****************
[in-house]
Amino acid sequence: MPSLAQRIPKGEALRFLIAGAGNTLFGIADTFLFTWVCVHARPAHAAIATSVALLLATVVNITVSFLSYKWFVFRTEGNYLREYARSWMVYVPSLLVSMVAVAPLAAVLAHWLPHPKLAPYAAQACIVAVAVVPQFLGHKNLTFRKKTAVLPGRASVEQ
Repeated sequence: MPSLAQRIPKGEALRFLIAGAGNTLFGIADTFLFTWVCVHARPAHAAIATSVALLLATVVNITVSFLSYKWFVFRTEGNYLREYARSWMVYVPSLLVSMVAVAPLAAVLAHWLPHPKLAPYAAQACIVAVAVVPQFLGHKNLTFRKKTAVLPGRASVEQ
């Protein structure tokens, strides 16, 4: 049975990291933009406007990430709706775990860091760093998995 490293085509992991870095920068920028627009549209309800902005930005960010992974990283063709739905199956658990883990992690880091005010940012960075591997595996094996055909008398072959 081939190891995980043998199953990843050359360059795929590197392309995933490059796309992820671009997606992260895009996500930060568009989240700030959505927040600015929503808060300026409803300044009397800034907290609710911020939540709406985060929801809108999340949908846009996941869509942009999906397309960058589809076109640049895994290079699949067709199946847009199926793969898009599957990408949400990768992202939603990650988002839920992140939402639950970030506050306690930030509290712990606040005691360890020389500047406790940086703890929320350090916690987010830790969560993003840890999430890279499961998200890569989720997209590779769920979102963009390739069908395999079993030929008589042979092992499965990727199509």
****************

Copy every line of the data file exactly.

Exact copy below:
[in-house]
Amino acid sequence: MPSLAQRIPKGEALRFLIAGAGNTLFGIADTFLFTWVCVHARPAHAAIATSVALLLATVVNITVSFLSYKWFVFRTEGNYLREYARSWMVYVPSLLVSMVAVAPLAAVLAHWLPHPKLAPYAAQACIVAVAVVPQFLGHKNLTFRKKTAVLPGRASVEQ
Repeated sequence: MPSLAQRIPKGEALRFLIAGAGNTLFGIADTFLFTWVCVHARPAHAAIATSVALLLATVVNITVSFLSYKWFVFRTEGNYLREYARSWMVYVPSLLVSMVAVAPLAAVLAHWLPHPKLAPYAAQACIVAVAVVPQFLGHKNLTFRKKTAVLPGRASVEQ
């Protein structure tokens, strides 16, 4: 049975990291933009406007990430709706775990860091760093998995 490293085509992991870095920068920028627009549209309800902005930005960010992974990283063709739905199956658990883990992690880091005010940012960075591997595996094996055909008398072959 081939190891995980043998199953990843050359360059795929590197392309995933490059796309992820671009997606992260895009996500930060568009989240700030959505927040600015929503808060300026409803300044009397800034907290609710911020939540709406985060929801809108999340949908846009996941869509942009999906397309960058589809076109640049895994290079699949067709199946847009199926793969898009599957990408949400990768992202939603990650988002839920992140939402639950970030506050306690930030509290712990606040005691360890020389500047406790940086703890929320350090916690987010830790969560993003840890999430890279499961998200890569989720997209590779769920979102963009390739069908395999079993030929008589042979092992499965990727199509």